Report on Hood (United States) — July 1980
Scientific Event Alert Network Bulletin, vol. 5, no. 7 (July 1980)
Managing Editor: David Squires.
Hood (United States) Earthquake swarm
Please cite this report as:
Global Volcanism Program, 1980. Report on Hood (United States). In: Squires, D (ed.), Scientific Event Alert Network Bulletin, 5:7. Smithsonian Institution. https://dx.doi.org/10.5479/si.GVP.SEAN198007-322010.
45.374°N, 121.695°W; summit elev. 3426 m
All times are local (unless otherwise noted)
[Seismic data in the following report have been extensively modified using Rite and Iyer (1981).] A series of earthquakes in the vicinity of Mt. Hood, about 100 km SSE of Mt. St. Helens, began with a M [2.8] shock on 6 July at 1817. [Within 30 minutes, 7 events of M 1.6-2.8 occurred in the vicinity of the first shock. Depths were tightly clustered at 4-7 km.]
[Activity remained anomalously high for about 48 hours after the initial shock, with 40 events recorded on 3-9 stations in the first 24 hours (figure 1). Epicenters were generally on the S flank (figure 2).] A M [2.44] earthquake at 0259 and a M [2.25] event at 1315 were centered [near the summit] at [5.9 and 5.3] km depth. [Between 6-16 July, 143 small events were recorded on a single station (VHE) about 5 km SE of the summit. About 50 were correlated with nearby stump blasting, but the other 90 appeared to be swarm events, most with coda magnitudes less than 0.5.]... The swarm's total seismic energy release [was about 8 x 1015 ergs]....
|Figure 2. Epicenters of most of the July 1980 events at Mt. Hood. Sizes of crosses are proportional to event magnitudes. After Rite and Iyer (1981).|
The USGS issued a hazard watch formally notifying government officials. On 11 July, the USGS and the University of Washington installed three portable seismographs on Mt. Hood. No harmonic tremor has been recorded, and no new surface activity has been observed. Gas analyses made from aircraft on 11 July showed no increase in atmospheric SO2 or CO2 above normal levels.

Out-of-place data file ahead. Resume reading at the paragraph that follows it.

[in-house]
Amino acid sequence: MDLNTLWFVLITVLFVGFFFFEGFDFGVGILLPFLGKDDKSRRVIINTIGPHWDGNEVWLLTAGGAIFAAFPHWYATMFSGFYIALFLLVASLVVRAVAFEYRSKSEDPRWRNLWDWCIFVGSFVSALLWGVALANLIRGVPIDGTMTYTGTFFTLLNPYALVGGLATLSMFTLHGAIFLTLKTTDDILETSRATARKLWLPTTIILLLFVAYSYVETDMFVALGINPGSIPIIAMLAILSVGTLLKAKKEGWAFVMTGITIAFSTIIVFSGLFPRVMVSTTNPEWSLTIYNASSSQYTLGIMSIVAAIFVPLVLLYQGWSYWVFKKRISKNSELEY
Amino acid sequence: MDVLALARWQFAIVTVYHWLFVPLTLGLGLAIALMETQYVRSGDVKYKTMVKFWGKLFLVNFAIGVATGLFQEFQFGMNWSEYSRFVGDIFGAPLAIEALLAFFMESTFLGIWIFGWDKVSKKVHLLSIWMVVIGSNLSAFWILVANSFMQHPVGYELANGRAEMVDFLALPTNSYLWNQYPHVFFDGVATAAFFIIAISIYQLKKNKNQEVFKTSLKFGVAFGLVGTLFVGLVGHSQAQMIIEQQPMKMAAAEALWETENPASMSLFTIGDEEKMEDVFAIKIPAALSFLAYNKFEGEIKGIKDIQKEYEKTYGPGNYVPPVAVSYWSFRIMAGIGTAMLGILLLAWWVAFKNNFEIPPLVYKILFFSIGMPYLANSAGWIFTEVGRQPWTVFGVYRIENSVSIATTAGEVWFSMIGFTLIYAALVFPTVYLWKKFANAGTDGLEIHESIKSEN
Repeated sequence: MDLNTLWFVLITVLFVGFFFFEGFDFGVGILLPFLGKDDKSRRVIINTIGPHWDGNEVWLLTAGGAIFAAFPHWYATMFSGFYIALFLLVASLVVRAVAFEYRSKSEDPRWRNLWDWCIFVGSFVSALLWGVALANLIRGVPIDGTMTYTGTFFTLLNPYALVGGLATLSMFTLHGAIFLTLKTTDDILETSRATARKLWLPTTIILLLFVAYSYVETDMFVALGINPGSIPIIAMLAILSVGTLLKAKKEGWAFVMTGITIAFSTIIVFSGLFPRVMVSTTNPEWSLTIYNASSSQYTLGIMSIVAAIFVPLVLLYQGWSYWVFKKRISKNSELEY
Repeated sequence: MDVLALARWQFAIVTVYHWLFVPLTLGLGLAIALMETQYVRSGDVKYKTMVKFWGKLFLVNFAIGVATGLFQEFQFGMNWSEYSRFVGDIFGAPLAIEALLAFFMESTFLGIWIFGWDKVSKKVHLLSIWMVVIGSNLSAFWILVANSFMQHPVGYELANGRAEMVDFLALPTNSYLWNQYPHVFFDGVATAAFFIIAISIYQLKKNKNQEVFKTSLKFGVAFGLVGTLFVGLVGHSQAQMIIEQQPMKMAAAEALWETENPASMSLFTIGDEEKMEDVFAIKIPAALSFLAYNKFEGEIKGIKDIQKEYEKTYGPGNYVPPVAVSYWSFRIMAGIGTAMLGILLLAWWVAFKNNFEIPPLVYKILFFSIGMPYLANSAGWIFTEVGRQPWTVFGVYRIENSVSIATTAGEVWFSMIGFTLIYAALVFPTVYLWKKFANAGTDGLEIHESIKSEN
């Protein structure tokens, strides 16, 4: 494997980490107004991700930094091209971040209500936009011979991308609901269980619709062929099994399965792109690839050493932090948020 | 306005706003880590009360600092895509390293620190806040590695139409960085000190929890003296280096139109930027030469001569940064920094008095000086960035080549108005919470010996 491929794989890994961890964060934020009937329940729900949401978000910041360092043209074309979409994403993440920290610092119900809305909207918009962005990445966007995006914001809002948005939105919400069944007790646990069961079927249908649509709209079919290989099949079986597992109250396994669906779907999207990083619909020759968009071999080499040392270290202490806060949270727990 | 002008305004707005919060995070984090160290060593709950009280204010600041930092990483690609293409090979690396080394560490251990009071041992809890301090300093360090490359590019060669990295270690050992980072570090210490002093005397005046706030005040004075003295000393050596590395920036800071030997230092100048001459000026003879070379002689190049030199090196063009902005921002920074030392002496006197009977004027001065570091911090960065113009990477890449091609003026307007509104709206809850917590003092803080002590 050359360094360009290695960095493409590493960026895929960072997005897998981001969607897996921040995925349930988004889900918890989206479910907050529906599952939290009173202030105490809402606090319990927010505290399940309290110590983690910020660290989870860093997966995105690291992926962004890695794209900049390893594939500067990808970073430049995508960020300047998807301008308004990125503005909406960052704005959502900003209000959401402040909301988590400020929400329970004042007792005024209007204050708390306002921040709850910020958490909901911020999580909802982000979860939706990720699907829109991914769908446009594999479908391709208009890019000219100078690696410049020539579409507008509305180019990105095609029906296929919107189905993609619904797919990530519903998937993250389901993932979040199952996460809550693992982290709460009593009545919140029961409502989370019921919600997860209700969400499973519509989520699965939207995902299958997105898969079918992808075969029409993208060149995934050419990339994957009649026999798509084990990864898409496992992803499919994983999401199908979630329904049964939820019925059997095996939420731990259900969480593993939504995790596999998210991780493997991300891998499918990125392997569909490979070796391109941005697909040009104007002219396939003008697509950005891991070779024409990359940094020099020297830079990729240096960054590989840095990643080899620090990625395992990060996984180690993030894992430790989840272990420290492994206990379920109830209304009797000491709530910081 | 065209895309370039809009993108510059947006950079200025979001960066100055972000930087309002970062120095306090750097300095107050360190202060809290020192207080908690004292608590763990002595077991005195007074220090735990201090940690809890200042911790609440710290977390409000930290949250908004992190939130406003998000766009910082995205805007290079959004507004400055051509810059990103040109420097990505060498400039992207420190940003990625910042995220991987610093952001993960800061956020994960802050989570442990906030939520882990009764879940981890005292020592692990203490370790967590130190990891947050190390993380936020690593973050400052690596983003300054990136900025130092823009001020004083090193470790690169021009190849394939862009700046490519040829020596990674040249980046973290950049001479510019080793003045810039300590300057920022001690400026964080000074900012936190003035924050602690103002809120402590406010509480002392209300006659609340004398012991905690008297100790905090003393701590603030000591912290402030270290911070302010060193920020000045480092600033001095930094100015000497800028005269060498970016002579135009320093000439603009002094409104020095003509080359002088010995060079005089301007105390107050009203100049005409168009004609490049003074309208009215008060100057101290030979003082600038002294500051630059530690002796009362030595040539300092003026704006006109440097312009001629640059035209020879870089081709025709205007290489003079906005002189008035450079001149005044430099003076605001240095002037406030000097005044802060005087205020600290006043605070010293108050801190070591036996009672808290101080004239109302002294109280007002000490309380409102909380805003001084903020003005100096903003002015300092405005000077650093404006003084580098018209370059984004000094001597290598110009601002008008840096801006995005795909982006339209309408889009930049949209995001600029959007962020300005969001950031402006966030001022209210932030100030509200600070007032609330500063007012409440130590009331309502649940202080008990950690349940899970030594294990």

Because no additional seismicity and no new eruptive activity have occurred at Mt. Hood, the USGS ended the hazard watch on 5 August.
References. Rite, A., and Iyer, H.M., 1981, July 1980 Mt. Hood earthquake swarm: USGS Open File Report 81-48, 22 p.
Geologic Background. Mount Hood, Oregon's highest peak, forms a prominent backdrop to the state's largest city, Portland. The eroded summit area consists of several andesitic or dacitic lava domes. Major Pleistocene edifice collapse produced a debris avalanche and lahar that traveled north down the Hood River valley and crossed the Columbia River. The glacially eroded volcano has had at least three major eruptive periods during the past 15,000 years. The last two occurred within the past 1800 years from the central vent high on the SW flank and produced deposits that were distributed primarily to the south and west along the Sandy and Zigzag rivers. The last major eruptive period took place beginning in 1781, when growth of the Crater Rock lava dome was accompanied by pyroclastic flows and lahars down the White and Sandy rivers. The Sandy River lahar deposits extended to the west as far as the Columbia River and were observed by members of the 1804-1805 Lewis and Clark expedition shortly after their emplacement. Minor 19th-century eruptions were witnessed from Portland.
Information Contacts: R. Decker, R. Tilling, and C. Zablocki, USGS; S. Malone, R. Crosson, and E. Endo, Univ. of Washington.